Participants
Sixteen physicians and 31 staff members working in 12 practices scheduled for implementation of an e-prescribing program and purposively sampled to ensure a mix of practice size and physician specialty.
Measurements
Field researchers used observational and interview techniques to collect data on prescription-related clinical workflow, information technology experience, and expectations.
Results
Five practices fully implemented e-prescribing, 3 installed but with only some prescribers or staff members using the program, 2 installed and then discontinued use, 2 failed to install. Compared to practice members in other groups, members of successful practices exhibited greater familiarity with the capabilities of health information technologies and had more modest expectations about the benefits likely to accrue from e-prescribing. Members of unsuccessful practices reported limited understanding of e-prescribing capabilities, expected that the program would increase the speed of clinical care and reported difficulties with technical aspects of the implementation and insufficient technical support.
Conclusions
Practice leaders should plan implementation carefully, ensuring that practice members prepare for the effective integration of this technology into clinical workflow.
doi:10.1007/s11606-007-0494-8
PMCID: PMC2359528  PMID: 18373131
electronic prescribing; medical informatics; qualitative research; health services research
5.  Functional Characteristics of Commercial Ambulatory Electronic Prescribing Systems: A Field Study 
Objective: To compare the functional capabilities being offered by commercial ambulatory electronic prescribing systems with a set of expert panel recommendations.
Design: A descriptive field study of ten commercially available ambulatory electronic prescribing systems, each of which had established a significant market presence. Data were collected from vendors by telephone interview and at sites where the systems were functioning through direct observation of the systems and through personal interviews with prescribers and technical staff.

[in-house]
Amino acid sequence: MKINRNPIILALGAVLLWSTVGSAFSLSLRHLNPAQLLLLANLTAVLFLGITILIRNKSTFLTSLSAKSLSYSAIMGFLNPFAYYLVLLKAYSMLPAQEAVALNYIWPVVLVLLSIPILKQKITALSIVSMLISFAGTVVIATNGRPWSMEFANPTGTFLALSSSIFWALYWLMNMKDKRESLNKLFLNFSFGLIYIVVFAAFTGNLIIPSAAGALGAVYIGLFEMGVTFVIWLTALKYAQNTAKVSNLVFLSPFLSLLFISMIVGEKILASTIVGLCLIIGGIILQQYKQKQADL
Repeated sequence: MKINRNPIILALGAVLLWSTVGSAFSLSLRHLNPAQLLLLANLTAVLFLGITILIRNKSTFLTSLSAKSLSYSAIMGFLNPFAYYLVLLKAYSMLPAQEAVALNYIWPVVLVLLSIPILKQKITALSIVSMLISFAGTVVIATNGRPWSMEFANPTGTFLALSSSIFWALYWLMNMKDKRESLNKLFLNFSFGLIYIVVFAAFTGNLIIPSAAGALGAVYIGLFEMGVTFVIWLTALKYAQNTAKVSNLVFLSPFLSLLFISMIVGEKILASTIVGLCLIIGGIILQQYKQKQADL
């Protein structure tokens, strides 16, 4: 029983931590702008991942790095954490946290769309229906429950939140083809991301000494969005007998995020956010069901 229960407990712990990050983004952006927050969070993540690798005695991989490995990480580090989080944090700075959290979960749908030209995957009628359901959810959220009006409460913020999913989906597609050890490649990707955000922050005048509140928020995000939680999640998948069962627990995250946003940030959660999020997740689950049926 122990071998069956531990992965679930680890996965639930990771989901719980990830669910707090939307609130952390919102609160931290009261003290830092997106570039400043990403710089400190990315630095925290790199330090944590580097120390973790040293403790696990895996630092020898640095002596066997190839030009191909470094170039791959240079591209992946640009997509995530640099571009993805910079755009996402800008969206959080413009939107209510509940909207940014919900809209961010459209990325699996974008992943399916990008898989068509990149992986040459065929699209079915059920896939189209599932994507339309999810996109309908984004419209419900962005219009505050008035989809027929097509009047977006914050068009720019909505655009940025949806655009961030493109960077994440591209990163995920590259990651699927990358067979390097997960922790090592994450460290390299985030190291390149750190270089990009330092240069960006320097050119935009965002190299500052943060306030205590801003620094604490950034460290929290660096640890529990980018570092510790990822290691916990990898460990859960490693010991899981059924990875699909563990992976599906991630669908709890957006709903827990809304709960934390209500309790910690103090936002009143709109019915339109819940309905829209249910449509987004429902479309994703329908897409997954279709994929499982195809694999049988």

Measurements: The capabilities of electronic prescribing systems were compared with 60 expert panel recommendations for capabilities that would improve patient safety, health outcomes, or patients' costs. Each recommended capability was judged as having been implemented fully, partially, or not at all by each system to which the recommendation applied. Vendors' claims about capabilities were compared with the capabilities found in the site visits.
Results: On average, the systems fully implemented 50% of the recommended capabilities, with individual systems ranging from 26% to 64% implementation. Only 15% of the recommended capabilities were not implemented by any system. Prescribing systems that were part of electronic health records (EHRs) tended to implement more recommendations. Vendors' claims about their systems' capabilities had a 96% sensitivity and a 72% specificity when site visit findings were considered the gold standard.
Conclusions: The commercial electronic prescribing marketplace may not be selecting for capabilities that would most benefit patients. Electronic prescribing standards should include minimal functional capabilities, and certification of adherence to standards may need to take place where systems are installed and operating.
doi:10.1197/jamia.M1759
PMCID: PMC1090467  PMID: 15684122

Results 1-5 (5)